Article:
Its title declares derivation. We are both extremes if any of these creatures is less, and we are guilty by association.
This book is a literary device, and John Steinbeck is a technician. He doesn’t write, he creates. The images are soundly vivid prior to his installation of meaningful description. His writing is exact. His images, his story, are not be interpreted, but to be read. He is very clear in his vision. He uses a variety of explicit description which invites imagination to choose a venue, and see his enactment.
Light is his method, his mode which entices the reader’s acceptance within his story. The character personalities within this work he directs to accept his narration just as they would evade the depths of dark (to be without light, to be obscure or dim), and even more importantly, he challenges their negligence in avoidance of crude brilliance and the constancy of radiance. (Constancy may be a theme throughout his body of work.) He is the light, (p. 37), « Although there was evening brightness showing through the windows of the bunk house, inside it was dusk. » He is at the scene, though unseen, (p. 27), « The sun square was on the floor now… » He is the burning rays of sun and always to be respected.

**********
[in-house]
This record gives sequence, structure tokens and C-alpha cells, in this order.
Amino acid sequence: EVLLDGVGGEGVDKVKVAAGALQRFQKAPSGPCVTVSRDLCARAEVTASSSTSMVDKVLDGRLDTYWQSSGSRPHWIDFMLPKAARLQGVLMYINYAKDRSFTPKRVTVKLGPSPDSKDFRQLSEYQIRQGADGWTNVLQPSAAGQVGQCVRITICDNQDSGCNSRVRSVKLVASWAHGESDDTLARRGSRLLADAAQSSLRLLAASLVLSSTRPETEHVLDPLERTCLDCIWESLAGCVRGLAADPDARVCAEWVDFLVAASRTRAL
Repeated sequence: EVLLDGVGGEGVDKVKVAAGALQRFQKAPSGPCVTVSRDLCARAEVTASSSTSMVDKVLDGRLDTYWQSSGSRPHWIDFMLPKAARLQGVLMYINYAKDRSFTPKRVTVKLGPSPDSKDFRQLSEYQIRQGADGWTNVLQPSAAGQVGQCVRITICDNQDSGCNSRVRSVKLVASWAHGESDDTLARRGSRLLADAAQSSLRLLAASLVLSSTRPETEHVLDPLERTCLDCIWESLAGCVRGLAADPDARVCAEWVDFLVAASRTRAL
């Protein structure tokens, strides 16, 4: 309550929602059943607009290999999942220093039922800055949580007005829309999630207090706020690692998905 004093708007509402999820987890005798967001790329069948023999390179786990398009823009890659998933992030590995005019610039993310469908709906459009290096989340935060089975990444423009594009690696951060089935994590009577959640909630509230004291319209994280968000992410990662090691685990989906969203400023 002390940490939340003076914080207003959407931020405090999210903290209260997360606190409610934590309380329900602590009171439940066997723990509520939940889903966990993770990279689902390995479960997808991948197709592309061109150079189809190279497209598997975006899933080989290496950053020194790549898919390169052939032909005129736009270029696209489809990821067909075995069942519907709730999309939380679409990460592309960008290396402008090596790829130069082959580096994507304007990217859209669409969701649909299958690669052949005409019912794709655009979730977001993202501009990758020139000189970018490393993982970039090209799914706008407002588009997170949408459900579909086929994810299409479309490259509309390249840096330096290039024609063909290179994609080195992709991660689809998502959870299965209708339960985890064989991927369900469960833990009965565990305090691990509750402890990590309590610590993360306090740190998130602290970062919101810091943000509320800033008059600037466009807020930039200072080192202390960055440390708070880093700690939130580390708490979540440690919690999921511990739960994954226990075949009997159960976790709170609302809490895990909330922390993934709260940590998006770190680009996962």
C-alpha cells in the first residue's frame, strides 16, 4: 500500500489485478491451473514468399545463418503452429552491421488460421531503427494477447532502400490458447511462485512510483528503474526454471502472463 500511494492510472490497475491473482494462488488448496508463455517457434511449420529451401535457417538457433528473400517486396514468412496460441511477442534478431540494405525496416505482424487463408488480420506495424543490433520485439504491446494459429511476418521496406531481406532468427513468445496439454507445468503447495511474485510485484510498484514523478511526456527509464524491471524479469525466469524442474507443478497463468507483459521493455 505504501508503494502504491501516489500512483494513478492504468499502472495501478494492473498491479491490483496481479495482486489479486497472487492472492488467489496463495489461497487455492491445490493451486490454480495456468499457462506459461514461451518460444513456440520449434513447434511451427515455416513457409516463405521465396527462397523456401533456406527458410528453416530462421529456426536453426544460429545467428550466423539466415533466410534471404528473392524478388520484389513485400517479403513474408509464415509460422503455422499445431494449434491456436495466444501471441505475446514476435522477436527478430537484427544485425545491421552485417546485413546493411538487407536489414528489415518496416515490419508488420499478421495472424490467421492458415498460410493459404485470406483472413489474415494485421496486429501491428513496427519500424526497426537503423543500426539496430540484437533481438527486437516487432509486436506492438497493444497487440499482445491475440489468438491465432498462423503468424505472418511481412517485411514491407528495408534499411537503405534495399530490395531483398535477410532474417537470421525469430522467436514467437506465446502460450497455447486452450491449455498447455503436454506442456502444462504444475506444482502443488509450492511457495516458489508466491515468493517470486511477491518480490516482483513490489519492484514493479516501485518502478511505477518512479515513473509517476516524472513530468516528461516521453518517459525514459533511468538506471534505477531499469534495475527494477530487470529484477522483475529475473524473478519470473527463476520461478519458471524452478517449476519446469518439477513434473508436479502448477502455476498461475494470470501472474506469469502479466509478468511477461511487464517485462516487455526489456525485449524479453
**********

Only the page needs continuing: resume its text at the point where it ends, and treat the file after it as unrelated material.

George, the lesser of two evils, should be the bigger man. Though George provides acceptability for the frailty of the weakness in Lennie’s self-assured vulnerabilities, George is apathetic to Lennie’s plight. Lennie is strong, Lennie is powerful, Lennie needs constant feedback, and George provides feedback without significant guidance. Lennie is the embodiment of hope. Lennie is admiration, and he seeks acceptance from the authority of brotherhood and the bonds created over time. Lennie has a depth of trust for friendship which eclipses common sense and leaves him weak. The writing of this story begs the observer to choose sides. George is prosperity, he’s pushy, he’s clever, he might, as well, feel burdened by authority. Lennie is admiration, he seeks a better life but needs resolute boundaries. George chides with utter knowledge of superiority. Lennie wants to gain acceptance, and George wants relief.
These characters, Lennie and George, encompass the plot. One would argue they are the primary characters. Slim is omnipresent. Slim is the hero (the protagonist if he teaches), he is the main character, (p. 31), « His ear heard more than was said to him… ». If this writer could be written into this story, Slim would be his disguise, (p. 31), « … he moved into the room, and he moved with a majesty only achieved by royalty and master craftsmen. » Slim is evidence of God, and of God’s assistance, should reassurance trump need.
Steinbeck’s stories have a crux. This book says, « There is no moral, and you have no dilemma. » God can be found where He is needed. The lesson is in knowing to look.
It is remarkable to note that John Steinbeck had a personal symbol for his preoccupation, and that his passion was memorialized (see above link to description).